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Back to EurekAlert! A Service of the American Association for the Advancement of Science

 

DOE NEWS RELEASES

Key: Meeting M      Journal J      Funder F

Showing releases 101-125 out of 189.

<< < 1 | 2 | 3 | 4 | 5 | 6 | 7 | 8 > >>

Public Release: 10-Mar-2015
NREL tool finds effective behind-the-meter energy storage configurations
The Energy Department's National Renewable Energy Laboratory has used the Battery Lifetime Analysis and Simulation Tool to confirm that energy storage for demand-charge management can deliver attractive economic benefits. The analysis paired recent utility rate structures with historic data on solar photovoltaic electricity generation and commercial facility loads to evaluate 6,860 unique scenarios. The results revealed that, in the absence of incentives, small battery systems reducing peak demand by 2.5 percent offer the most attractive return on investment.
US Department of Energy

Contact: David Glickson
david.glickson@nrel.gov
303-275-4097
DOE/National Renewable Energy Laboratory

Public Release: 9-Mar-2015
Proteomics
Biofuel proteomics
JBEI researchers used advanced proteomic techniques to identify 1,750 unique proteins in shoots of switchgrass, a native prairie grass viewed as one of the most promising of all the plants that could be used to produce advanced biofuels.

Contact: Lynn Yarris
lcyarris@lbl.gov
510-486-5375
DOE/Lawrence Berkeley National Laboratory

Public Release: 4-Mar-2015
Fuel Cells
Big box stores could ditch the grid, use natural gas fuel cells instead
Natural gas-powered solid oxide fuel cells, located at the point of use to produce electricity for facilities the size of big box stores, could provide economic and environmental benefits, with additional research, according to new study.
Department of Energy's Office of Fossil Energy

Contact: Susan Bauer
susan.bauer@mac.com
509-372-6083
DOE/Pacific Northwest National Laboratory

Public Release: 4-Mar-2015
Nature
Permafrost's turn of the microbes
As the Arctic warms, tons of carbon locked away in Arctic tundra will be transformed into the powerful greenhouse gases carbon dioxide and methane, but scientists know little about how that transition takes place. In a study appearing in today's issue of Nature, scientists looking at microbes in different types of Arctic soil have a new picture of life in permafrost that reveals entirely new species and hints that subzero microbes might be active.
Department of Energy, United States Geological Survey, Academy of Finland

Contact: Mary Beckman
mary.beckman@pnnl.gov
509-375-3688
DOE/Pacific Northwest National Laboratory

Public Release: 4-Mar-2015
eLife
Metabolic path to improved biofuel production
Researchers at the Energy Biosciences Institute have found a way to increase the production of fuels and other chemicals from biomass fermented by yeast without the need of environmentally harsh pre-treatments or expensive enzyme cocktails.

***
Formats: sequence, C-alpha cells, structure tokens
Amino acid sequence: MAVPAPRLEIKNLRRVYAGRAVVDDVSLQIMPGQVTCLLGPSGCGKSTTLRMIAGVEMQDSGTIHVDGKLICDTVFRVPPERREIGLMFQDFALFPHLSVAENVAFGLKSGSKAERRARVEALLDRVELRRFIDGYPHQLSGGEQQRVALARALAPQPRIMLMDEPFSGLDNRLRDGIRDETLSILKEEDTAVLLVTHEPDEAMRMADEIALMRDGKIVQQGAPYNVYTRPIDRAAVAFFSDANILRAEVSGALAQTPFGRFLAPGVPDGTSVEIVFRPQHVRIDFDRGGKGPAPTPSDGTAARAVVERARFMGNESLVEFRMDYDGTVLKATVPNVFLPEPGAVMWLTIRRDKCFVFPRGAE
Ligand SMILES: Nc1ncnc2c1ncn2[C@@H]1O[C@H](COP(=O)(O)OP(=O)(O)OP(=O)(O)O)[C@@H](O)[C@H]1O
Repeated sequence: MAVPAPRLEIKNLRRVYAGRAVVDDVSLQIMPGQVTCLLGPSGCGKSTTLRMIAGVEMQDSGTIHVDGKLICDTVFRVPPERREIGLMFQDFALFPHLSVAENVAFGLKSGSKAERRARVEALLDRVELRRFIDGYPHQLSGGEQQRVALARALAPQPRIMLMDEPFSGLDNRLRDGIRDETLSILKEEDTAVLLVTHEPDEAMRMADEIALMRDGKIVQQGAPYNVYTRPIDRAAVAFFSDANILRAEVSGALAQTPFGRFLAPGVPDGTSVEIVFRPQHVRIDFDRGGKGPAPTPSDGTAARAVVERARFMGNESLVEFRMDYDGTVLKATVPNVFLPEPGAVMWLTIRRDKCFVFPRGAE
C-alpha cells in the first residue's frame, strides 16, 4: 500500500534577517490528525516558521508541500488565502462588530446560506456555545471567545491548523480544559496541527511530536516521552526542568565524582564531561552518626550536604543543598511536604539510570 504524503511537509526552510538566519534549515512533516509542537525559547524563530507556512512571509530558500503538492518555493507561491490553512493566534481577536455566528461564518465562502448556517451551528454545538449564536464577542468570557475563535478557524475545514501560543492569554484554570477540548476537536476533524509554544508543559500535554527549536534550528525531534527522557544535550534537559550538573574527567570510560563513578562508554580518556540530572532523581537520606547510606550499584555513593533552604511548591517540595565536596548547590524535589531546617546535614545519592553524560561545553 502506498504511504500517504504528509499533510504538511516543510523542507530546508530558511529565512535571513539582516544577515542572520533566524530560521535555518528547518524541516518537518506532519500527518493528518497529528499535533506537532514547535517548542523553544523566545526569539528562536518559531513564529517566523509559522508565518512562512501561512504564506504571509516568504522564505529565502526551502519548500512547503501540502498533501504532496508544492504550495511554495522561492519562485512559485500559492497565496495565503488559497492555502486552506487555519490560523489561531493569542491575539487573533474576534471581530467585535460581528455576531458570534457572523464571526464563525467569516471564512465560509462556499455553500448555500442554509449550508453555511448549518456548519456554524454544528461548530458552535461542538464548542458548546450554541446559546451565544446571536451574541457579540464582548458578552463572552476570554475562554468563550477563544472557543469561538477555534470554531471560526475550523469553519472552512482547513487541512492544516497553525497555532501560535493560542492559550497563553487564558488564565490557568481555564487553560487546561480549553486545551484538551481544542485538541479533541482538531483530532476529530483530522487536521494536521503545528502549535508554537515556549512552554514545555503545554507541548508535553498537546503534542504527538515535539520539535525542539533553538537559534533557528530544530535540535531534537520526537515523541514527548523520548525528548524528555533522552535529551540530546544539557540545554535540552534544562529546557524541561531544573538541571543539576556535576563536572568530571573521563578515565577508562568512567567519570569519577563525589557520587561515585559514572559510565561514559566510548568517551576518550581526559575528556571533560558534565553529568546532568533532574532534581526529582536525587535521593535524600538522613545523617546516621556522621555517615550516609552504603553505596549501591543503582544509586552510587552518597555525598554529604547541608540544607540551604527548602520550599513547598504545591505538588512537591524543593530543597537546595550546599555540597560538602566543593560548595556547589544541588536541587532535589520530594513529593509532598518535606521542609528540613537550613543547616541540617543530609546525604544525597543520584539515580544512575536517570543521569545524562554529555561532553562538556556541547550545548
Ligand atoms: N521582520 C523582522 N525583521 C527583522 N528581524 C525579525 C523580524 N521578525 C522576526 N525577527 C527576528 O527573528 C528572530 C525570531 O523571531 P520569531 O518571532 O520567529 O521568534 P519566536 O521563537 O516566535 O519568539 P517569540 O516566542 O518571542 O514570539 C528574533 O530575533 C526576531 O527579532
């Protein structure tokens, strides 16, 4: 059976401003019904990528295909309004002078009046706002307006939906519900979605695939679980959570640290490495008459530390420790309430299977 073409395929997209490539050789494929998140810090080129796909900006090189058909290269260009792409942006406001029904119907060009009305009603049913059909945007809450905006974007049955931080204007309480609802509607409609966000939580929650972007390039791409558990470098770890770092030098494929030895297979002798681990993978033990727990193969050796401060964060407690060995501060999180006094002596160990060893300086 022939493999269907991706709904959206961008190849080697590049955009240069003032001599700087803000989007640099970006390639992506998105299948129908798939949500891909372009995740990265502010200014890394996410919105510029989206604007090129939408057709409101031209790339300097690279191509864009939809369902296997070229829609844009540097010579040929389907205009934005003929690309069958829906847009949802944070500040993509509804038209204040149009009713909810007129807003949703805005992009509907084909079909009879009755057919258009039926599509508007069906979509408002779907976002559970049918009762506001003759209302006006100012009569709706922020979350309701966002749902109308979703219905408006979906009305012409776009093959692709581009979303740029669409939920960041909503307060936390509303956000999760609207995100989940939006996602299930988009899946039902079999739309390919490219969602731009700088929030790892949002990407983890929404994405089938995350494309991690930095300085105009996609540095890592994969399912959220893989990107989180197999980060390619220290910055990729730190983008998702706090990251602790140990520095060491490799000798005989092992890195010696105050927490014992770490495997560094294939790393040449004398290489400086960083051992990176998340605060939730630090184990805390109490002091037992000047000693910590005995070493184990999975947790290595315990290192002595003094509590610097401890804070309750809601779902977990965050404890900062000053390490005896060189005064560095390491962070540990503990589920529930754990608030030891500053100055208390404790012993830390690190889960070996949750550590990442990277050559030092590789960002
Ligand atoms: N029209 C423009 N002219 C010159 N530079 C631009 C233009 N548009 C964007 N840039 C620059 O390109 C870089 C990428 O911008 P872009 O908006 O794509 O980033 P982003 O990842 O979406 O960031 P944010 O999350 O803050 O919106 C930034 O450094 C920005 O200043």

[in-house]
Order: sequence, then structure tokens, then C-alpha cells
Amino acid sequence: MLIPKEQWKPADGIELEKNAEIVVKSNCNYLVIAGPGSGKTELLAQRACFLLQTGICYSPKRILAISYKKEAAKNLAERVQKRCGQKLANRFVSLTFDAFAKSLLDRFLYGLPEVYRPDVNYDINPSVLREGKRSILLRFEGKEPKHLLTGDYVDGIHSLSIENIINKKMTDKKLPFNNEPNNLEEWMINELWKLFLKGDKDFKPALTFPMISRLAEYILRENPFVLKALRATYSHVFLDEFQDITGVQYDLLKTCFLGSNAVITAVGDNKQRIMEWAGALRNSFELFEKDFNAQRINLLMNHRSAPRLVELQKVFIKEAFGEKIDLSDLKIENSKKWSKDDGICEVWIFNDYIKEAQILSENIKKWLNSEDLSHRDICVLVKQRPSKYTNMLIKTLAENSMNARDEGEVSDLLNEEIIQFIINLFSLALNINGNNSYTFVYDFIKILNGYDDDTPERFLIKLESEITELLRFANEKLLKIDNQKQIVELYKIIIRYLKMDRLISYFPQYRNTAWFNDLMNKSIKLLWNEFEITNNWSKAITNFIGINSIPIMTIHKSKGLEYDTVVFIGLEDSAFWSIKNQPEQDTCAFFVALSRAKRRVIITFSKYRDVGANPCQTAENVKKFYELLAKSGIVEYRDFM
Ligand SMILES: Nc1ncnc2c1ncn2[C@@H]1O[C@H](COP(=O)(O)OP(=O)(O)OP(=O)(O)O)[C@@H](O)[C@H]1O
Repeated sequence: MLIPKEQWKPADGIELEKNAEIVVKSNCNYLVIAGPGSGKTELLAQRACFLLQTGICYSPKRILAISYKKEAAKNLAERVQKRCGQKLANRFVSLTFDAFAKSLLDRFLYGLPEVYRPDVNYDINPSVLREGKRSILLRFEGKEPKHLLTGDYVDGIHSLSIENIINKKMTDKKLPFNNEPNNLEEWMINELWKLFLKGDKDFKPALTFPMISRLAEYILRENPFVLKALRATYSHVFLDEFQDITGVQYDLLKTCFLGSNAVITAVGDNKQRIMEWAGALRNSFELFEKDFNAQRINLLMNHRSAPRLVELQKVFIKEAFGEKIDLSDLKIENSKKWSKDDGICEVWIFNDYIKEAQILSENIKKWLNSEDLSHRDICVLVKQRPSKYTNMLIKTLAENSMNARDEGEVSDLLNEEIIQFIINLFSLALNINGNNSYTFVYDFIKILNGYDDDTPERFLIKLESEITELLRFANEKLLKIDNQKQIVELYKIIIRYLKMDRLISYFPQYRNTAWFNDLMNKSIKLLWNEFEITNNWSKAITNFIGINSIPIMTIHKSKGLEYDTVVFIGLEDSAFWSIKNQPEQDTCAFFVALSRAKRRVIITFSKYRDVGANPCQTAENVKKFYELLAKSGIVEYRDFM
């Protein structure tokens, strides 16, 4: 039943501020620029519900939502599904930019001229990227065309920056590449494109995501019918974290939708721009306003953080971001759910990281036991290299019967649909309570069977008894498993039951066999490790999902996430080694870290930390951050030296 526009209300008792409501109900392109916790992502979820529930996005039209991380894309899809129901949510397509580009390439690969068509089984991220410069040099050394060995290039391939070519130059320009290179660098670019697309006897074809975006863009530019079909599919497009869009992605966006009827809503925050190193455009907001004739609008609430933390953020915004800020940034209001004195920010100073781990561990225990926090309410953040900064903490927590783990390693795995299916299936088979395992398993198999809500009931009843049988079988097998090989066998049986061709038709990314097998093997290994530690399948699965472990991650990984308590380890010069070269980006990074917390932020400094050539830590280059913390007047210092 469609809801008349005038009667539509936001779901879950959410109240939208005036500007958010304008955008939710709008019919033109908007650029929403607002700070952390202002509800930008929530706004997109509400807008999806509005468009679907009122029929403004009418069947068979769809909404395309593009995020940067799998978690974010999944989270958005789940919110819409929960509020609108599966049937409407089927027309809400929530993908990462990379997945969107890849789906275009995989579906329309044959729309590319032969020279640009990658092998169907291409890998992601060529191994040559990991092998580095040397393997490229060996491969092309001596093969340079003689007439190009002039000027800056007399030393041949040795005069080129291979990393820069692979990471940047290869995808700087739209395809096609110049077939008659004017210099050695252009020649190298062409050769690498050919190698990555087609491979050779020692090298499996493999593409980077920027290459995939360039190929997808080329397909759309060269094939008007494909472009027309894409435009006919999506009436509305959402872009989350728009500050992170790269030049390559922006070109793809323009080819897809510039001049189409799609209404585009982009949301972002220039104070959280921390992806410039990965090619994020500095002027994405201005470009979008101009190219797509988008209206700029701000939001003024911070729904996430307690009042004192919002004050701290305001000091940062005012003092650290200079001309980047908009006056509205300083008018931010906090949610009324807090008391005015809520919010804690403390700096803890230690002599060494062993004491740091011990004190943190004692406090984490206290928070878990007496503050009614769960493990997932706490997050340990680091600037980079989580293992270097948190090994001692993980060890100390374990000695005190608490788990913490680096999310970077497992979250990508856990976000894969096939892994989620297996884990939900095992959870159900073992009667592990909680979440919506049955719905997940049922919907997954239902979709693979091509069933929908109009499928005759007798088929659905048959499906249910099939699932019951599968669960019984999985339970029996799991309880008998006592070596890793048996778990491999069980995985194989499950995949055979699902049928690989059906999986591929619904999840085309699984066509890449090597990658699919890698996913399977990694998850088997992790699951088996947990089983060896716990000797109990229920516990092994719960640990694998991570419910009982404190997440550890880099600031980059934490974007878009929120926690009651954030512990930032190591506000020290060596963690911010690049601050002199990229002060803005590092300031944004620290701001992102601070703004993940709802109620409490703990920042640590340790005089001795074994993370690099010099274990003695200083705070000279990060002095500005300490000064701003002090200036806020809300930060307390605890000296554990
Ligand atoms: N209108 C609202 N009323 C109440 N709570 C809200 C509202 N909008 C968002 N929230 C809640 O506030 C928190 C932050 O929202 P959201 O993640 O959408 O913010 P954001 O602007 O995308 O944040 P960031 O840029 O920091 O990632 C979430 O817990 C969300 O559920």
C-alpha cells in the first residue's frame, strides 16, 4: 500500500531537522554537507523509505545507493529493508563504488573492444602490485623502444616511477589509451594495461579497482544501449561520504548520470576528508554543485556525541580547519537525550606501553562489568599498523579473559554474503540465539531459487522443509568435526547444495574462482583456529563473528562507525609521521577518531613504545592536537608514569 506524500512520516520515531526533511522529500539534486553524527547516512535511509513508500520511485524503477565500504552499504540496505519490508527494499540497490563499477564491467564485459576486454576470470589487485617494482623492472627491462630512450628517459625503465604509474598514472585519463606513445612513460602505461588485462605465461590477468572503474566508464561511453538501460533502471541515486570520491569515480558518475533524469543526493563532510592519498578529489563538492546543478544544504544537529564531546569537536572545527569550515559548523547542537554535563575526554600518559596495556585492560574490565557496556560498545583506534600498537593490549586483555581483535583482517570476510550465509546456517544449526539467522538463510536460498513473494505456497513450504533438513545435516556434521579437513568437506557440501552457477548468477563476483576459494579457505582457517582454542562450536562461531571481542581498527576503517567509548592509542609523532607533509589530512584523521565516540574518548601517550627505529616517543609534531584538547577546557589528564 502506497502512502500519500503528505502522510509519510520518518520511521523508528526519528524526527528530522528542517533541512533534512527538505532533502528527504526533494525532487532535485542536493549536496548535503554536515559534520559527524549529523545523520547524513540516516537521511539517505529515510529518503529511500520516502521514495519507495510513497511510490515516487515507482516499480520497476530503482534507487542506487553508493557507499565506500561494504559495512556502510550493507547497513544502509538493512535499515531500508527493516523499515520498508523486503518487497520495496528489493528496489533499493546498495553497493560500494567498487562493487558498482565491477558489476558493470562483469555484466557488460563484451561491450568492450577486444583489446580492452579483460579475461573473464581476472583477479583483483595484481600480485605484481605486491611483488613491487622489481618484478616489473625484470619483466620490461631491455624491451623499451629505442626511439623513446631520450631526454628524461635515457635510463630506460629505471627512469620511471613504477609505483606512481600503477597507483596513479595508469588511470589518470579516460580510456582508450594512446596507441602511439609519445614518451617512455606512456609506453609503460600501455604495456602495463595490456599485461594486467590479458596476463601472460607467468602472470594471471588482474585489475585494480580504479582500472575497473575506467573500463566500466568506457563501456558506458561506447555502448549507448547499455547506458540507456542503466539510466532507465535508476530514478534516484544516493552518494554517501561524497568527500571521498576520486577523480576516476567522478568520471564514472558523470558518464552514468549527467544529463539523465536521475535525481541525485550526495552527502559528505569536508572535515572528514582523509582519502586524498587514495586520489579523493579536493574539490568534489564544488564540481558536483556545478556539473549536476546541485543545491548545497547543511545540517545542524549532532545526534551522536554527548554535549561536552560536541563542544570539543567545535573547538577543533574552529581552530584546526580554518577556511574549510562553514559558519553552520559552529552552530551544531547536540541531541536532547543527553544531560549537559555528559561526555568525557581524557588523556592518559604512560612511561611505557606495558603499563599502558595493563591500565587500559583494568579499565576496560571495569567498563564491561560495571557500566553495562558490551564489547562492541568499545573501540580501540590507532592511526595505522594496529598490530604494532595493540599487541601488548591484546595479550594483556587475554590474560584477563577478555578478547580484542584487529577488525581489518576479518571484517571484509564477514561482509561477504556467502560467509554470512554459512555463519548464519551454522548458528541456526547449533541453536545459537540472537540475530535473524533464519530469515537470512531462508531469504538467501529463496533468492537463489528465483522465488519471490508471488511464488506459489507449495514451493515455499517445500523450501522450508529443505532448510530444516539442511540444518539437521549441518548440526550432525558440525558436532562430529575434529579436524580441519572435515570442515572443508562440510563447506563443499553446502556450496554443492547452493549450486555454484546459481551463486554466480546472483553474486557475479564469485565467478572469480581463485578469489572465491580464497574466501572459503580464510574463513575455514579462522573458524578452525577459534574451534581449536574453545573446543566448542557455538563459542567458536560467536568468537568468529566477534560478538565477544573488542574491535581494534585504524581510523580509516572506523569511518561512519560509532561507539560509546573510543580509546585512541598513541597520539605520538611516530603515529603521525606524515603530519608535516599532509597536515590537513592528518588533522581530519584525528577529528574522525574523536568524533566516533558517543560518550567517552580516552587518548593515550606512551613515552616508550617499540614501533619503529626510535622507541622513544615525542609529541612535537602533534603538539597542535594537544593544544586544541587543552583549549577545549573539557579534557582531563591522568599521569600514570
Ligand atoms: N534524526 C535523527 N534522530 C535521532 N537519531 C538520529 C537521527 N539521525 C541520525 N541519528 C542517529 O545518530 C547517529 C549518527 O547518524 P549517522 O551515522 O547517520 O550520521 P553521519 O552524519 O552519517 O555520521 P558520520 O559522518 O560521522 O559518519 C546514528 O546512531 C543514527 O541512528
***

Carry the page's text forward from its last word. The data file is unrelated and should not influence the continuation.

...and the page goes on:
Energy Biosciences Institute

Contact: Lynn Yarris
lcyarris@lbl.gov
510-486-5375
DOE/Lawrence Berkeley National Laboratory

Public Release: 4-Mar-2015
Nature
Characterizing permafrost microbes in a changing climate
With global temperatures projected to rise over the coming centuries, the frozen Arctic soils may thaw completely, potentially causing the largest contribution of carbon transferred to the atmosphere by a single terrestrial process. To better characterize the microbial activities in the permafrost, scientists from the US Department of Energy Joint Genome Institute reported on the application of multiple molecular technologies -- 'omics' -- in a paper published online March 4, 2015, in Nature.
US Department of Energy Office of Science

Contact: David Gilbert
degilbert@lbl.gov
925-296-5643
DOE/Joint Genome Institute

Public Release: 3-Mar-2015
Geology
A new level of earthquake understanding
Working at Berkeley Lab's Advanced Light Source, researchers studied quartz from the San Andreas Fault at the microscopic scale, the scale at which earthquake-triggering stresses originate. The results could one day lead to a better understanding of earthquake events.
US Department of Energy Office of Science

Contact: Lynn Yarris
lcyarris@lbl.gov
510-486-5375
DOE/Lawrence Berkeley National Laboratory

Public Release: 3-Mar-2015
NREL science crucial to success of new biofuels plants
The Energy Department's National Renewable Energy Laboratory played crucial roles in the technology that has led companies DuPont, POET, and Abengoa to open commercial-scale facilities to turn biomass into clean transportation fuels.

Contact: David Glickson
david.glickson@nrel.gov
303-275-4097
DOE/National Renewable Energy Laboratory

Public Release: 3-Mar-2015
NREL releases the 2013 Renewable Energy Data Book, detailing increases in installed capacity
The newly released 2013 Renewable Energy Data Book illustrates United States and global energy statistics, including renewable electricity generation, renewable energy development, clean energy investments, and technology-specific data and trends. The Data Book is produced and published annually by the National Renewable Energy Laboratory on behalf of the Energy Department's Office of Energy Efficiency and Renewable Energy.
US Department of Energy

Contact: David Glickson
david.glickson@nrel.gov
303-275-4097
DOE/National Renewable Energy Laboratory

Public Release: 3-Mar-2015
NREL reports examine economic trade-offs of owning vs. leasing a solar photovoltaic system
Two new reports from the Energy Department's National Renewable Energy Laboratory examine the economic options customers face when deciding how to finance commercial or residential solar energy systems. NREL analysts found that businesses that use low-cost financing to purchase a photovoltaic (PV) system and homeowners who use solar-specific loans can save up to 30 percent compared with consumers who lease a PV system through a conventional third-party owner.
US Department of Energy

Contact: David Glickson
david.glickson@nrel.gov
303-275-4097
DOE/National Renewable Energy Laboratory

Public Release: 3-Mar-2015
New incubator network to help clean-energy entrepreneurs
The Energy Department's National Renewable Energy Laboratory and the Electric Power Research Institute have launched the Clean Energy Incubator Network. The program, funded by the Energy Department, aims to improve the performance of clean energy business incubators, connect critical industry and energy sector partners, and advance clean energy technologies emerging from universities and federal laboratories.

Contact: David Glickson
david.glickson@nrel.gov
303-275-4097
DOE/National Renewable Energy Laboratory

Public Release: 3-Mar-2015
NREL takes first in-depth look at solar project completion timelines
The Energy Department's National Renewable Energy Laboratory has gathered and analyzed data for more than 30,000 solar photovoltaic installations across the United States to better understand how interconnection regulations align with actual project completion timelines. The findings indicate that interconnection process delays are common, and can range from several days to months. Streamlining the application review and final authorization processes can ultimately benefit utilities and solar consumers by reducing the time and cost associated with going solar.